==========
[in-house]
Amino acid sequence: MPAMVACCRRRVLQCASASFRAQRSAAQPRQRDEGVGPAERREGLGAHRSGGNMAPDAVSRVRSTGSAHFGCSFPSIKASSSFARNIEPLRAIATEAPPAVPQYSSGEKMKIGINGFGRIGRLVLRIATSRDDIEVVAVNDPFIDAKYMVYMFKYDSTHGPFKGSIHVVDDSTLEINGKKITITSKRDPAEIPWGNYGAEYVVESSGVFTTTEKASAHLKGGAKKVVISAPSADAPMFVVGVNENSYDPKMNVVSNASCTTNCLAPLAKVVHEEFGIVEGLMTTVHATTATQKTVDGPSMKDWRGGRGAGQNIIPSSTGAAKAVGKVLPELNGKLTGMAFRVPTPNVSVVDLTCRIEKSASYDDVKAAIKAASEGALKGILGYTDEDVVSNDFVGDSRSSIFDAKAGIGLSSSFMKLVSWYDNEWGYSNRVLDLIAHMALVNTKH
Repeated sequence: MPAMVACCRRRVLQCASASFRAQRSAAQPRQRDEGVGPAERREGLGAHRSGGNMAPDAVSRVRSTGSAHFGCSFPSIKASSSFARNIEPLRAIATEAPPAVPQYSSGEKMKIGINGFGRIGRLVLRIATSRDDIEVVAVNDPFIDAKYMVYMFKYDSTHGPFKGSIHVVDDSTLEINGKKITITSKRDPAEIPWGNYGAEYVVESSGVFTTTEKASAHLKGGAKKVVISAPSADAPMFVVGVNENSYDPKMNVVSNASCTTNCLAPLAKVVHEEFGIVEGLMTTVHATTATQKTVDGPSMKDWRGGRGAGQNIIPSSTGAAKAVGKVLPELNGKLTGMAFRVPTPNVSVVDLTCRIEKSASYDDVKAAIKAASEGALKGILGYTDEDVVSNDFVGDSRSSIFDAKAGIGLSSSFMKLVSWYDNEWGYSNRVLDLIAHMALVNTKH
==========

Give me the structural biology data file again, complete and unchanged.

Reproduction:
[in-house]
Amino acid sequence: MPAMVACCRRRVLQCASASFRAQRSAAQPRQRDEGVGPAERREGLGAHRSGGNMAPDAVSRVRSTGSAHFGCSFPSIKASSSFARNIEPLRAIATEAPPAVPQYSSGEKMKIGINGFGRIGRLVLRIATSRDDIEVVAVNDPFIDAKYMVYMFKYDSTHGPFKGSIHVVDDSTLEINGKKITITSKRDPAEIPWGNYGAEYVVESSGVFTTTEKASAHLKGGAKKVVISAPSADAPMFVVGVNENSYDPKMNVVSNASCTTNCLAPLAKVVHEEFGIVEGLMTTVHATTATQKTVDGPSMKDWRGGRGAGQNIIPSSTGAAKAVGKVLPELNGKLTGMAFRVPTPNVSVVDLTCRIEKSASYDDVKAAIKAASEGALKGILGYTDEDVVSNDFVGDSRSSIFDAKAGIGLSSSFMKLVSWYDNEWGYSNRVLDLIAHMALVNTKH
Repeated sequence: MPAMVACCRRRVLQCASASFRAQRSAAQPRQRDEGVGPAERREGLGAHRSGGNMAPDAVSRVRSTGSAHFGCSFPSIKASSSFARNIEPLRAIATEAPPAVPQYSSGEKMKIGINGFGRIGRLVLRIATSRDDIEVVAVNDPFIDAKYMVYMFKYDSTHGPFKGSIHVVDDSTLEINGKKITITSKRDPAEIPWGNYGAEYVVESSGVFTTTEKASAHLKGGAKKVVISAPSADAPMFVVGVNENSYDPKMNVVSNASCTTNCLAPLAKVVHEEFGIVEGLMTTVHATTATQKTVDGPSMKDWRGGRGAGQNIIPSSTGAAKAVGKVLPELNGKLTGMAFRVPTPNVSVVDLTCRIEKSASYDDVKAAIKAASEGALKGILGYTDEDVVSNDFVGDSRSSIFDAKAGIGLSSSFMKLVSWYDNEWGYSNRVLDLIAHMALVNTKH